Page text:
Hudson’s celebration of Pride and Prejudice’s 200th anniversary kicked off yesterday with the transformation of Case Barlow Farm into Pemberley. The farmhouse hosted such activities as calligraphy practice, Regency games (I was hoping for whist, but it was a pick-up-sticks sort of game instead), silhouette drawing, and tea and scones.
I enjoyed calligraphy best of the sitting down sort of activities. I have horrible penmanship, but my calligraphy lettering came out much better than expected–which isn’t, of course, to say it was beautiful, but it wasn’t half bad. It was fun to write with a fountain pen and I have to admit that my handwriting might be a bit better if I had the patience to practice and maybe an inkwell.
There was also a speaker who dressed as Lord Jeffrey from the Edinburgh Review for his talk. He spoke on politics and literature. The speech was humorous, but I actually enjoyed speaking with “Lord Jeffrey” afterwards more because he shared some interesting information about the character he had played for his lecture and the Edinburgh Review.
Oh yes, and then came the dancing.
(Here’s another picture of me–the young lady in the yellow sweater–dancing and laughing and having fun, fun, fun.)
I’ve done country line dancing at a party once before and other miscellaneous group dances like the Electric Slide at my high school prom. That’s about it for me and dancing. In spite of strangers asking me if I dance (apparently my resting stance is similar to that of dancers–I don’t understand it at all), I’m not a dancer. Still, I wasn’t going to let that detour me from making a fool out of myself and enjoying an attempt at Jane Austen-esque dancing.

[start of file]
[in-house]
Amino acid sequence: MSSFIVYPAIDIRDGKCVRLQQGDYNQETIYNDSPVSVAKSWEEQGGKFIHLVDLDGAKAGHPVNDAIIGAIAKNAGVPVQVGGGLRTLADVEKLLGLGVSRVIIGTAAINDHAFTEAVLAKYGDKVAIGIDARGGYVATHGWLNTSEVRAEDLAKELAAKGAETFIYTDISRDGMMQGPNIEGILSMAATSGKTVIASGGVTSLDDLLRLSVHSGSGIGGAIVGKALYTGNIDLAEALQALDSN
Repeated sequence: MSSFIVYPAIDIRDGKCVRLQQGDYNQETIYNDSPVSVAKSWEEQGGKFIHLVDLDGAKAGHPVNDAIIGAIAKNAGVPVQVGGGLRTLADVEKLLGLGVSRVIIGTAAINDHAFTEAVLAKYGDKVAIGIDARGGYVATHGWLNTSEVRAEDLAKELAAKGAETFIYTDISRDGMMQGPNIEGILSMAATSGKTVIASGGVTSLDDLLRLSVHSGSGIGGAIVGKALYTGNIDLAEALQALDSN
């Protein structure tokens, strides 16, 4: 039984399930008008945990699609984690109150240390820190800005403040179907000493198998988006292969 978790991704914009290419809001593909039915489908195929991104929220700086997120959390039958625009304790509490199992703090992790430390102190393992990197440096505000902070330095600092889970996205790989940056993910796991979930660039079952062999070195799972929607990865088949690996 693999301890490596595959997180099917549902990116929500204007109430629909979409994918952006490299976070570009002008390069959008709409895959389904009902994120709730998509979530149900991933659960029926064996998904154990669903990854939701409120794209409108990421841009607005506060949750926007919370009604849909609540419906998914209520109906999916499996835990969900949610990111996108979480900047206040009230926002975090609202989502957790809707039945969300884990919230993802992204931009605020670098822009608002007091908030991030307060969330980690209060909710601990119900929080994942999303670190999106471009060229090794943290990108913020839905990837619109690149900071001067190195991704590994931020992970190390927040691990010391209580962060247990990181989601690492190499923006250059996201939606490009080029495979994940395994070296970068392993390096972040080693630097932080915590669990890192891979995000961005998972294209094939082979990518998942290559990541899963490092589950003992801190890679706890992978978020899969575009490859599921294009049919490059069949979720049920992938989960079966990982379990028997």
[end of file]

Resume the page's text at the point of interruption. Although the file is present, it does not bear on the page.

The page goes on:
And I did love to the English Country Dancing. (It’s so proper and elegant.) I danced three dances in all—each with different partners. The first dance was relatively easy and I actually got the hang of it, but the second two were much more complicated with more twirling and dancing with others’ partners. The last dance was so insane that I ended up switching partners spontaneously once and had difficulty getting back to the correct side of the dance floor on more than one occasion.
Unfortunately, there were no Mr. Darcys or Mr. Knightleys present. For the last two dances, I danced the male part and I have to say it is a bit difficult to get in the true spirit of things when you don’t feel comfortable staring flirtatiously at a strange woman (or, as the case in one dance, your mother) standing across from you. Of course, that only made it more fun in the end because we were all giggling and laughing at the figures we cut on the dance floor. No one but the hired instructors made a good show of it and that was just fine.
After the dancing, we finished up the day with raffles being drawn (I won a three tea cups and a creamer!) and the making of tussie mussies. I had made tussie mussies for display at Hower House several years ago when I interned there so it was nice to revisit the art. Unfortunately, my tussie mussie didn’t turn out too well. Apparently, I’m a bit out of practice.
Overall, I just loved the Jane Austen Celebration. It was a blast to be able to try out calligraphy with fountain pens and eat scones and tea. The dancing, of course, was my favorite part, but it did make me confront the fact that I would have had great difficulty catching a man through my skills on the dance floor back in Regency time. I am definitely no Elizabeth Bennet.
(My tussie mussie!)